Fusarium avenaceum as a novel pathogen of spotted knapweed and its phytotoxins, acetamido-butenolide and enniatin B

Joseph Hershenhorn, Sang Ho Park, Andrea Stierle, Gary A. Strobel

Research output: Contribution to journalArticlepeer-review

Abstract

Fusarium avenaceum is described as a novel fungal pathogen of spotted knapweed (Centurea maculosa L.), a noxious range, park and pasture land pest of the Pacific Northwest, USA. Pathogenicity of this fungus was established via Koch's postulates. Two phytotoxins were isolated and characterized from the culture filtrate of this fungus, i.e., acetamido-butenolide and enniatin B. These compounds are not host selective, but do act in a synergistic manner to cause necrotic lesions on detached knapweed leaves. Both phytotoxins, acetamido-butenolide and enniatin B are active at 3.5 × 10-3M and are produced in culture in a ratio of 1:10.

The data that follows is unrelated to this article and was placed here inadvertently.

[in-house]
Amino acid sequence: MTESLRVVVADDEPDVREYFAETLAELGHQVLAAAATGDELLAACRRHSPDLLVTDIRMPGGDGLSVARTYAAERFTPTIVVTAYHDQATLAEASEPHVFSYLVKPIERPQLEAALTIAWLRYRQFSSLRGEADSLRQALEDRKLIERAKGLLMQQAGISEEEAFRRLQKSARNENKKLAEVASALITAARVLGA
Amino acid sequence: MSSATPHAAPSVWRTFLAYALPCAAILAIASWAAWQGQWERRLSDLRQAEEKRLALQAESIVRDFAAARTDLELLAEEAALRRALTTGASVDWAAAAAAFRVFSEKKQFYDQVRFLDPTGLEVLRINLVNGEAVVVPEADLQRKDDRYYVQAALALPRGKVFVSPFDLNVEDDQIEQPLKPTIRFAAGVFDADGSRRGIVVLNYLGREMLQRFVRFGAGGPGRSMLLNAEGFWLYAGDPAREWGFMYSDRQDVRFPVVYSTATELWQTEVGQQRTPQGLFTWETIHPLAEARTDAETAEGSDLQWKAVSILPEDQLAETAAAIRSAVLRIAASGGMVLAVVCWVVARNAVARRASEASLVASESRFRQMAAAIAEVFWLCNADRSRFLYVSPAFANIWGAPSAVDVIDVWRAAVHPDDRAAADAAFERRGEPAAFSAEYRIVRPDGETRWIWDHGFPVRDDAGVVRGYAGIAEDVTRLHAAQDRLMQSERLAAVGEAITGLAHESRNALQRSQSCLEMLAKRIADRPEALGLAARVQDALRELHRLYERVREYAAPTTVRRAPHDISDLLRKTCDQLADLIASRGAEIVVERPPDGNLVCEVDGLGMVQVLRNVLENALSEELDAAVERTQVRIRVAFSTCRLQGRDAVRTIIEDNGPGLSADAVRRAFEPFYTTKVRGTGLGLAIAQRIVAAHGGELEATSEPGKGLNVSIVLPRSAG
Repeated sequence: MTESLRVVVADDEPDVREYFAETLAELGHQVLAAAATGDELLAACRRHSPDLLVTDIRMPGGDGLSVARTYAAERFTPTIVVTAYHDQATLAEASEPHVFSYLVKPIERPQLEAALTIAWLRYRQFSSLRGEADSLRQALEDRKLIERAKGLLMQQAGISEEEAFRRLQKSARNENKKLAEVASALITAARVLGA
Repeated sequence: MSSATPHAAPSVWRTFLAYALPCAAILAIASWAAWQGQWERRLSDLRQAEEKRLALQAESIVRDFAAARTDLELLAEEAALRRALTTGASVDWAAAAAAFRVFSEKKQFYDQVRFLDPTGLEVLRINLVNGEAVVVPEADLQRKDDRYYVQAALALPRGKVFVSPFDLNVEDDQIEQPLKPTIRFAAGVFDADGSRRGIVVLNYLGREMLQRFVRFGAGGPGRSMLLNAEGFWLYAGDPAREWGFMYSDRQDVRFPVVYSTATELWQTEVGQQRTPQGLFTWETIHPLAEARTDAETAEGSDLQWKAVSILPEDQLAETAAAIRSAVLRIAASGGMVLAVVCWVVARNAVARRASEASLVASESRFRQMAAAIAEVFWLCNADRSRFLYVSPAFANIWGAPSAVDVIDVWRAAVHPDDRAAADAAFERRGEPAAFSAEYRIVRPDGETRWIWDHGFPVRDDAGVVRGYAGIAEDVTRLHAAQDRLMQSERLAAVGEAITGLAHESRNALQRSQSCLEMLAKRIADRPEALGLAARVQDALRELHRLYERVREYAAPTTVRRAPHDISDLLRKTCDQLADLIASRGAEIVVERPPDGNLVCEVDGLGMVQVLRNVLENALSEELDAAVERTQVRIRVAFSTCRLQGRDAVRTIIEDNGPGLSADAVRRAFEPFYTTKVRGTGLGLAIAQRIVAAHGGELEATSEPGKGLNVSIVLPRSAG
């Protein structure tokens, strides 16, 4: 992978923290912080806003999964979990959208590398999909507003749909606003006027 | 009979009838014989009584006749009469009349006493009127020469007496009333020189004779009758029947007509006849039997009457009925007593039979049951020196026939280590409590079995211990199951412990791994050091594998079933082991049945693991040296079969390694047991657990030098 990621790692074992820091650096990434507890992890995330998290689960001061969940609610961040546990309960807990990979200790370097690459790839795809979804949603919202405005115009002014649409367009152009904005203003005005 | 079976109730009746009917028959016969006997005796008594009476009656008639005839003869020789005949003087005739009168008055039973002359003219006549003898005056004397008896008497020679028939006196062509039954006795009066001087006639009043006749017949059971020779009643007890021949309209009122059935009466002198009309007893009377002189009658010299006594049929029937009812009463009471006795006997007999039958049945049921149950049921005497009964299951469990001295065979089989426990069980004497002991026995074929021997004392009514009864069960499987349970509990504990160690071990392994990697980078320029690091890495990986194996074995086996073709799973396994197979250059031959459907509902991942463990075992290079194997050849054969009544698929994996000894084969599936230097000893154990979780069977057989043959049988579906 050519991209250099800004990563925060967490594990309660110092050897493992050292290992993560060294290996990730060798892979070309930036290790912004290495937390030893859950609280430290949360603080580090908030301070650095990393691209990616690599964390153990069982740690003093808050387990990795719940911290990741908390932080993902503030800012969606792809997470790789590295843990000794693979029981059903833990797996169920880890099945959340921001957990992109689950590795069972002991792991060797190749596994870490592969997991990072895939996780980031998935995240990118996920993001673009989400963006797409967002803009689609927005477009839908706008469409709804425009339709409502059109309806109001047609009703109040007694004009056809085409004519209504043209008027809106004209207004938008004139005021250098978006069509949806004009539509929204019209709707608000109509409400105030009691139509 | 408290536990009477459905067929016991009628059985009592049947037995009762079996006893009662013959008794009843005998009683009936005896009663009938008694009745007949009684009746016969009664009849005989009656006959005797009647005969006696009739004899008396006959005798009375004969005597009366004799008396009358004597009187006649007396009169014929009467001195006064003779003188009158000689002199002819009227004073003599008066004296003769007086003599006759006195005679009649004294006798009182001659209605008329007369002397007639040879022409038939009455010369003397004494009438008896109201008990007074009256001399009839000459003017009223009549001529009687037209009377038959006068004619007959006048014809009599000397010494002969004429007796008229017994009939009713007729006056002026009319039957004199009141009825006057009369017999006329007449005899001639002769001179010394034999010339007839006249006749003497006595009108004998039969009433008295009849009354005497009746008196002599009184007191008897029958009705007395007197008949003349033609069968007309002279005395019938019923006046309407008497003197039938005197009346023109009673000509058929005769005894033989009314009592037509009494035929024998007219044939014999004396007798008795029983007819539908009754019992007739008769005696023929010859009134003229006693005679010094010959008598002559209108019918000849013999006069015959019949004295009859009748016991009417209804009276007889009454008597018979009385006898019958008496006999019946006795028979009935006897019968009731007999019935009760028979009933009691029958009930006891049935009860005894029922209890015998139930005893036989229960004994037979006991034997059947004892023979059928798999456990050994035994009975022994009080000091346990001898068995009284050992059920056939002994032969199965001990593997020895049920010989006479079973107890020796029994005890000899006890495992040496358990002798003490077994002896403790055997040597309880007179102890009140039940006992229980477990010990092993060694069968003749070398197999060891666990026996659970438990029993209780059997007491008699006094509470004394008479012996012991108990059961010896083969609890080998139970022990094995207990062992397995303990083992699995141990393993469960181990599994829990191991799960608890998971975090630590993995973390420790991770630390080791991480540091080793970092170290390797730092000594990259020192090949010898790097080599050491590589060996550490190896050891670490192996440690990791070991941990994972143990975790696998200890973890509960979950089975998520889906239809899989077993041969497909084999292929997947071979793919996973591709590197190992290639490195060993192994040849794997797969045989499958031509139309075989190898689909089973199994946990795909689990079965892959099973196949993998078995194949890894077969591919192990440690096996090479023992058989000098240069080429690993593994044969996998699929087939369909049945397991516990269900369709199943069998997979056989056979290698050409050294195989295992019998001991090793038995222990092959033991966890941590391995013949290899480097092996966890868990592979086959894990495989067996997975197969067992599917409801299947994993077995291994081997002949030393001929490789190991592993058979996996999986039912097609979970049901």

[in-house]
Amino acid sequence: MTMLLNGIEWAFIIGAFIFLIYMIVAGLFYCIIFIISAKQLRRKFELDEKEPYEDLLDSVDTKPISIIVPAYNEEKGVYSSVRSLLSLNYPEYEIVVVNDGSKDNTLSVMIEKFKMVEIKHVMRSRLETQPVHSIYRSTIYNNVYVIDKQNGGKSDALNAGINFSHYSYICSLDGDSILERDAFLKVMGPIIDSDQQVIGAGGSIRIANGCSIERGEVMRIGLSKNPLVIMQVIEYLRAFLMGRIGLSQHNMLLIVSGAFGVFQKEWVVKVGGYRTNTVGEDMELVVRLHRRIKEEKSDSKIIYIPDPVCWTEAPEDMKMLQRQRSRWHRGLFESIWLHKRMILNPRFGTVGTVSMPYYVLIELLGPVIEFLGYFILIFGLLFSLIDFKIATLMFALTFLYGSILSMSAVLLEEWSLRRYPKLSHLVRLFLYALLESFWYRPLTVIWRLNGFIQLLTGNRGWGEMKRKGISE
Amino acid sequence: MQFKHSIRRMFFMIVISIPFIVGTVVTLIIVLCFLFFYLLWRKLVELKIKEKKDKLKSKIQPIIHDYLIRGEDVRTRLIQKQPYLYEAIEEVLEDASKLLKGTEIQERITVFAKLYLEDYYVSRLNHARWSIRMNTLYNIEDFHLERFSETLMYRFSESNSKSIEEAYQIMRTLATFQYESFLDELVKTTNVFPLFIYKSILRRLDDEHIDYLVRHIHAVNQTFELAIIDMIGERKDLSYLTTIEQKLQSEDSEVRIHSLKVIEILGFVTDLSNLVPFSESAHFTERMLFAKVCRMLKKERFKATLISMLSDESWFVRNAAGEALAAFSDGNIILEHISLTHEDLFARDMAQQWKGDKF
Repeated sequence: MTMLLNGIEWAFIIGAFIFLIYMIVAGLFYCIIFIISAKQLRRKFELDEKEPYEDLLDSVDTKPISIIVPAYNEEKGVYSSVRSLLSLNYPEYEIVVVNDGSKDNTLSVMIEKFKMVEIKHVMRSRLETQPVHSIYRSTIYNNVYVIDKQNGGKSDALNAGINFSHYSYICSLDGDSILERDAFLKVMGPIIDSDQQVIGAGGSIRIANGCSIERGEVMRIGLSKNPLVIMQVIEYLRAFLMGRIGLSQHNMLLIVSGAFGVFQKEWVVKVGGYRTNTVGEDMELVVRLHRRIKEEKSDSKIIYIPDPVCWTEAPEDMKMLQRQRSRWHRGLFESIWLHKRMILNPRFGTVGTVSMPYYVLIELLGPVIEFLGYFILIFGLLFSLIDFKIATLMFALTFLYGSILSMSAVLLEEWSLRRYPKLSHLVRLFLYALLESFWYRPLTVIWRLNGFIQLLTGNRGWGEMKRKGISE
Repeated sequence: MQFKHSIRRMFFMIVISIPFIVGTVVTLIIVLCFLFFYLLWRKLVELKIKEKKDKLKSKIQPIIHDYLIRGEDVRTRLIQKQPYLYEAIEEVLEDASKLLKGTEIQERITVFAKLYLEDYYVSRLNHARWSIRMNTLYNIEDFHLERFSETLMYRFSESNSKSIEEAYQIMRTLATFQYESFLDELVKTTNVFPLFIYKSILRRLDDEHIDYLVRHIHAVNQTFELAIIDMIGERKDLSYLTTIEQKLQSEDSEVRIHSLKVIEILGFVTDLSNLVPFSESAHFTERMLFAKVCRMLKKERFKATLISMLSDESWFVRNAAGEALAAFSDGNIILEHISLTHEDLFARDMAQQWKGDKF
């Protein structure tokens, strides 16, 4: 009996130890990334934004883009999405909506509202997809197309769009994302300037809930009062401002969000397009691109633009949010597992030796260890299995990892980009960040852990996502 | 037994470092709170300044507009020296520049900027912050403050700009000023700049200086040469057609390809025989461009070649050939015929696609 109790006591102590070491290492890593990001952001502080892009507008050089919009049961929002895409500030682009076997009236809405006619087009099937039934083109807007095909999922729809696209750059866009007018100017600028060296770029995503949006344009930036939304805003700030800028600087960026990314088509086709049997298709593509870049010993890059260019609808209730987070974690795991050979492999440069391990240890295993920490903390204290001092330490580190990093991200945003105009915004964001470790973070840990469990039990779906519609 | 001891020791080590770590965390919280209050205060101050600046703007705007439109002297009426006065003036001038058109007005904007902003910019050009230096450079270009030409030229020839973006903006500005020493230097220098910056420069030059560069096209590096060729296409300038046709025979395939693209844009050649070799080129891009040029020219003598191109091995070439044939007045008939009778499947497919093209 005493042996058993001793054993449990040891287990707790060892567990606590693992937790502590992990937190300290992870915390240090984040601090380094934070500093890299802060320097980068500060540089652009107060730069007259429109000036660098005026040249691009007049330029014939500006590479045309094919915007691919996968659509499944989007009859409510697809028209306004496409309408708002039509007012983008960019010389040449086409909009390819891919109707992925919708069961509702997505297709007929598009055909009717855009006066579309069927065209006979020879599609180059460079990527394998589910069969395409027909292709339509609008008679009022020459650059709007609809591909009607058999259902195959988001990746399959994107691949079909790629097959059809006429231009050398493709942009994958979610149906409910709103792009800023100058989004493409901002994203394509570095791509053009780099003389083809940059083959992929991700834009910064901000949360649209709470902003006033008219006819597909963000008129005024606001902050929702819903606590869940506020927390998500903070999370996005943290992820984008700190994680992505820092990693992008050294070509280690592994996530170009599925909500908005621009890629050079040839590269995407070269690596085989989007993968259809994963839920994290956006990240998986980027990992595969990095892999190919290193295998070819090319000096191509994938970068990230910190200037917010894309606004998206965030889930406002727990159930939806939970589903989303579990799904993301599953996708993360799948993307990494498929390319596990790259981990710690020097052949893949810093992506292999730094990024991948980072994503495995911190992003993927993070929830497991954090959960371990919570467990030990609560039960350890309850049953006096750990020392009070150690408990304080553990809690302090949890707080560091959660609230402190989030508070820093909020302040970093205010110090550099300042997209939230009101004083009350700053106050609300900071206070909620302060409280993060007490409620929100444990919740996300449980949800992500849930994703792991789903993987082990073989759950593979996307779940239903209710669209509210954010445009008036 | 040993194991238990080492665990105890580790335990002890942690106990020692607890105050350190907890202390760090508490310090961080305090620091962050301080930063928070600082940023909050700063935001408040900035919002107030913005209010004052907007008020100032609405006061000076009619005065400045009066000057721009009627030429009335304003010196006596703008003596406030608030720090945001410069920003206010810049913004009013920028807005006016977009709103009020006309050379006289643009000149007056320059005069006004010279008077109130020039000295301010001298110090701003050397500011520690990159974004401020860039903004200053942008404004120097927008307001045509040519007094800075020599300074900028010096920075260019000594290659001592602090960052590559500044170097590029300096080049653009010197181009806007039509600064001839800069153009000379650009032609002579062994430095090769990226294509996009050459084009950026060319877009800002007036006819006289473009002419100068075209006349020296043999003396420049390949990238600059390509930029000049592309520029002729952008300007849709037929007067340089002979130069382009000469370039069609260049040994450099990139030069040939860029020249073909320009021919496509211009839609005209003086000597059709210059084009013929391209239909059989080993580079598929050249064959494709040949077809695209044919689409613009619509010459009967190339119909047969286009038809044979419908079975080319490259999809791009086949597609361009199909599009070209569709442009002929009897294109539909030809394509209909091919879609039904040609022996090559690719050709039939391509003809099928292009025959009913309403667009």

Original languageEnglish
Pages (from-to)155-160
Number of pages6
JournalPlant Science
Volume86
Issue number2
DOIs
StatePublished - 1992

Keywords

  • biological control
  • pathogen
  • phytotoxins
  • plant disease
  • synergism

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